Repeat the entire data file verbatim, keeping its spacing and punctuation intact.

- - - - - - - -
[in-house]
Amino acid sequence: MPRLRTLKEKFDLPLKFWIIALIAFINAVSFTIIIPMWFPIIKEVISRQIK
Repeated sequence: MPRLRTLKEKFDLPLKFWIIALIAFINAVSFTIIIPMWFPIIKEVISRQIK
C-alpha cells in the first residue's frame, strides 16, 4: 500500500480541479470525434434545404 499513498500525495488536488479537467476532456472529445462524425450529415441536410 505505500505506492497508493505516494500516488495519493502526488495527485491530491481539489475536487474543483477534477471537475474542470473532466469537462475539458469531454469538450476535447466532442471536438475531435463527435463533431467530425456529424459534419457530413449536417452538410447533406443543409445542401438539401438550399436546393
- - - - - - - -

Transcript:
[in-house]
Amino acid sequence: MPRLRTLKEKFDLPLKFWIIALIAFINAVSFTIIIPMWFPIIKEVISRQIK
Repeated sequence: MPRLRTLKEKFDLPLKFWIIALIAFINAVSFTIIIPMWFPIIKEVISRQIK
C-alpha cells in the first residue's frame, strides 16, 4: 500500500480541479470525434434545404 499513498500525495488536488479537467476532456472529445462524425450529415441536410 505505500505506492497508493505516494500516488495519493502526488495527485491530491481539489475536487474543483477534477471537475474542470473532466469537462475539458469531454469538450476535447466532442471536438475531435463527435463533431467530425456529424459534419457530413449536417452538410447533406443543409445542401438539401438550399436546393